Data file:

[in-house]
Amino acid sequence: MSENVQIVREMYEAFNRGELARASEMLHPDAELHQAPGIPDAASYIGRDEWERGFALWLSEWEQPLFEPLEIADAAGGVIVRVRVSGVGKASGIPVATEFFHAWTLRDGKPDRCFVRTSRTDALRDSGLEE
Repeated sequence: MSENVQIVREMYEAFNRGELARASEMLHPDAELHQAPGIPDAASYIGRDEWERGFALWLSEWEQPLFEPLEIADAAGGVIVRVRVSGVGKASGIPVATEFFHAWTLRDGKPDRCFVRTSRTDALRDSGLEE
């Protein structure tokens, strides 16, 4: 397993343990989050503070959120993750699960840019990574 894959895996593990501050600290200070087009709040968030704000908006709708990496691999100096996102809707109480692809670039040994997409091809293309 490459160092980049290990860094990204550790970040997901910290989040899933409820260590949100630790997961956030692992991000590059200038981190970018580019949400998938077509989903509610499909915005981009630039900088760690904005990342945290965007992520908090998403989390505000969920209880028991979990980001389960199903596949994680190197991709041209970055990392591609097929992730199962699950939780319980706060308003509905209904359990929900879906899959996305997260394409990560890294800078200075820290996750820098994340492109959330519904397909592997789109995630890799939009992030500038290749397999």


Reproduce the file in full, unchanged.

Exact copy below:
[in-house]
Amino acid sequence: MSENVQIVREMYEAFNRGELARASEMLHPDAELHQAPGIPDAASYIGRDEWERGFALWLSEWEQPLFEPLEIADAAGGVIVRVRVSGVGKASGIPVATEFFHAWTLRDGKPDRCFVRTSRTDALRDSGLEE
Repeated sequence: MSENVQIVREMYEAFNRGELARASEMLHPDAELHQAPGIPDAASYIGRDEWERGFALWLSEWEQPLFEPLEIADAAGGVIVRVRVSGVGKASGIPVATEFFHAWTLRDGKPDRCFVRTSRTDALRDSGLEE
């Protein structure tokens, strides 16, 4: 397993343990989050503070959120993750699960840019990574 894959895996593990501050600290200070087009709040968030704000908006709708990496691999100096996102809707109480692809670039040994997409091809293309 490459160092980049290990860094990204550790970040997901910290989040899933409820260590949100630790997961956030692992991000590059200038981190970018580019949400998938077509989903509610499909915005981009630039900088760690904005990342945290965007992520908090998403989390505000969920209880028991979990980001389960199903596949994680190197991709041209970055990392591609097929992730199962699950939780319980706060308003509905209904359990929900879906899959996305997260394409990560890294800078200075820290996750820098994340492109959330519904397909592997789109995630890799939009992030500038290749397999």